A group of Czech senators is looking to ban the Communist Party. Officially called the Communist Party of Bohemia and Moravia, it last received 13% of the vote in the parliamentary elections of 2006, placing it third among all parties. Czech law states that a party can be legally banned only by initiative from the government or the president, and so the senators are pinning their hopes on Prime Minister Jan Fischer. For their own part, the Communists deny a connection to the pre-1989 years of the party, but remain unrepentant:
“Vojtech Filip, the Communist Party’s leader, was adamant in an interview that the party did not support undemocratic regime change. But he fell short of condemning the Marxist principle of revolution and called Marx “the greatest thinker of the millennium.”
This story raises a few very interesting questions. First, it is obvious that the legacy of Communism in Eastern Europe has not been overcome and historical reconciliation has not been accomplished a generation later. For the elderly, communist rule has become a nostalgic ideal.
Second, it raises one of the crucial questions of democratic politics: Where can the borders of legitimacy and legality be drawn with regard to ‘undemocratic’ movements? Although communist parties in many post-socialist nations have become absorbed into the parliamentary system, they continue to invoke fear and distrust in people due to their association with Marxism and Leninism. As the argument goes, the Party should be suspended “until they give up the title of ‘communist’ and denounce Marx and Lenin, who regarded violence as a legitimate means of gaining power.”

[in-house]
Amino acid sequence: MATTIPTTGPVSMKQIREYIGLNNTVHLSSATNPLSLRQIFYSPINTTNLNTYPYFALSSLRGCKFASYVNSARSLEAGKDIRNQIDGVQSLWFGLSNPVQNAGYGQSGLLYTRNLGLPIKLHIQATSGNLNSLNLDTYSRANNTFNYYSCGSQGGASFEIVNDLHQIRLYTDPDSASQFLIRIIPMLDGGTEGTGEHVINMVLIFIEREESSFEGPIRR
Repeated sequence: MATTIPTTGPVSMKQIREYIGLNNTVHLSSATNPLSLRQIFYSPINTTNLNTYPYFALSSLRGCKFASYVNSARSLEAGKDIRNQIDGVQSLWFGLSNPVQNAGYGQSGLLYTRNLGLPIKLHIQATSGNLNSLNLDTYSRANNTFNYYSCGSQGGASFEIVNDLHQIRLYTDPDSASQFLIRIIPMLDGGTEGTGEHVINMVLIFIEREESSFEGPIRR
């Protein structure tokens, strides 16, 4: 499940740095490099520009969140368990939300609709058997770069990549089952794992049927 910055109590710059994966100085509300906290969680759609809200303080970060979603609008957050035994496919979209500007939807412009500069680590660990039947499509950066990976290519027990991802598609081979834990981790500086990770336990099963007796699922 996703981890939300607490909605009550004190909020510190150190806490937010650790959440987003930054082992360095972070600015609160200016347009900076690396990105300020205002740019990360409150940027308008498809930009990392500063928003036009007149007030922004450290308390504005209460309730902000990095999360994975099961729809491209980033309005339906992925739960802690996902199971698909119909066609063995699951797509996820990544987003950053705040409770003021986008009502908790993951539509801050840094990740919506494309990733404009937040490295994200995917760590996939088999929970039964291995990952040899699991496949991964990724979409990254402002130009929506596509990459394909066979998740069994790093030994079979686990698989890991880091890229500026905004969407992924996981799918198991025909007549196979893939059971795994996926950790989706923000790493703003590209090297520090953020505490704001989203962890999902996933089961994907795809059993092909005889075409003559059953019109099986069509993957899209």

I do not mean to question the historical experience of Communist repression. Yet it should be asked whether a genuinely democratic politics can revolve around a fear of disruption caused by a particular group? I am not convinced this is the case, particularly if the party in question does not pose a genuinely existential threat to the system in place. In effect, the Communists have become anathema based on their historical legacy, not on any danger in the present.
It is also this policy that can hinder further efforts at reconciliation with the past of Communist rule. Reconciliation is accomplished on the social level, in the experience of cohabiting in a political space and by means of it, sharing a single future with one another. When this task is transferred to courts and state policies, what results is a deferral of responsibility and the suppression of conflicts and moments of political contestation that may actually be beneficial for society.